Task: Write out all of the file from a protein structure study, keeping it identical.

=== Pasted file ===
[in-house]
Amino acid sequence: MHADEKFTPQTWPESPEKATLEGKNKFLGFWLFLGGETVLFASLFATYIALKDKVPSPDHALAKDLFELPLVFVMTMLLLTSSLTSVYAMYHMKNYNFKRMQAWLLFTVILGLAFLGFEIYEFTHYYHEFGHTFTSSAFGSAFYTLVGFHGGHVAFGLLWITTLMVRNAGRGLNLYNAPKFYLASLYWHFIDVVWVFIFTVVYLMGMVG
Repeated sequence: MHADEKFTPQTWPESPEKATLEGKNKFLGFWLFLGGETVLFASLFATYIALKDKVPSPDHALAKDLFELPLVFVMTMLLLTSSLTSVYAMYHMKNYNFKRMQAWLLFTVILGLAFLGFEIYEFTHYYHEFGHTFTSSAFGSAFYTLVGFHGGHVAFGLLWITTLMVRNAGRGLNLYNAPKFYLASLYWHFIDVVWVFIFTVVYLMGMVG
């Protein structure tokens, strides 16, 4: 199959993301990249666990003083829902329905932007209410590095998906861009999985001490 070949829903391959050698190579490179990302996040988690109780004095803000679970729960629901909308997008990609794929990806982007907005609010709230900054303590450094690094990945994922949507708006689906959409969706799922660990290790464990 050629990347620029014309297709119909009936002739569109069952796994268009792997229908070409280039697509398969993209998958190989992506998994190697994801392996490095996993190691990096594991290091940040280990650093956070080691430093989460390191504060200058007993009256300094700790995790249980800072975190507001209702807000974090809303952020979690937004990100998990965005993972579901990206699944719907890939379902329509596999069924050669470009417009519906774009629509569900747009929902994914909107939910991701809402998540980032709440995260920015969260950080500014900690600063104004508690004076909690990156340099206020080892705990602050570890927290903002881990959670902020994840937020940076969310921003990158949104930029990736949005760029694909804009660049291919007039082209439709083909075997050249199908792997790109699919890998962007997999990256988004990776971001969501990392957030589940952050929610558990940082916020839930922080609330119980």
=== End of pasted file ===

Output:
[in-house]
Amino acid sequence: MHADEKFTPQTWPESPEKATLEGKNKFLGFWLFLGGETVLFASLFATYIALKDKVPSPDHALAKDLFELPLVFVMTMLLLTSSLTSVYAMYHMKNYNFKRMQAWLLFTVILGLAFLGFEIYEFTHYYHEFGHTFTSSAFGSAFYTLVGFHGGHVAFGLLWITTLMVRNAGRGLNLYNAPKFYLASLYWHFIDVVWVFIFTVVYLMGMVG
Repeated sequence: MHADEKFTPQTWPESPEKATLEGKNKFLGFWLFLGGETVLFASLFATYIALKDKVPSPDHALAKDLFELPLVFVMTMLLLTSSLTSVYAMYHMKNYNFKRMQAWLLFTVILGLAFLGFEIYEFTHYYHEFGHTFTSSAFGSAFYTLVGFHGGHVAFGLLWITTLMVRNAGRGLNLYNAPKFYLASLYWHFIDVVWVFIFTVVYLMGMVG
């Protein structure tokens, strides 16, 4: 199959993301990249666990003083829902329905932007209410590095998906861009999985001490 070949829903391959050698190579490179990302996040988690109780004095803000679970729960629901909308997008990609794929990806982007907005609010709230900054303590450094690094990945994922949507708006689906959409969706799922660990290790464990 050629990347620029014309297709119909009936002739569109069952796994268009792997229908070409280039697509398969993209998958190989992506998994190697994801392996490095996993190691990096594991290091940040280990650093956070080691430093989460390191504060200058007993009256300094700790995790249980800072975190507001209702807000974090809303952020979690937004990100998990965005993972579901990206699944719907890939379902329509596999069924050669470009417009519906774009629509569900747009929902994914909107939910991701809402998540980032709440995260920015969260950080500014900690600063104004508690004076909690990156340099206020080892705990602050570890927290903002881990959670902020994840937020940076969310921003990158949104930029990736949005760029694909804009660049291919007039082209439709083909075997050249199908792997790109699919890998962007997999990256988004990776971001969501990392957030589940952050929610558990940082916020839930922080609330119980």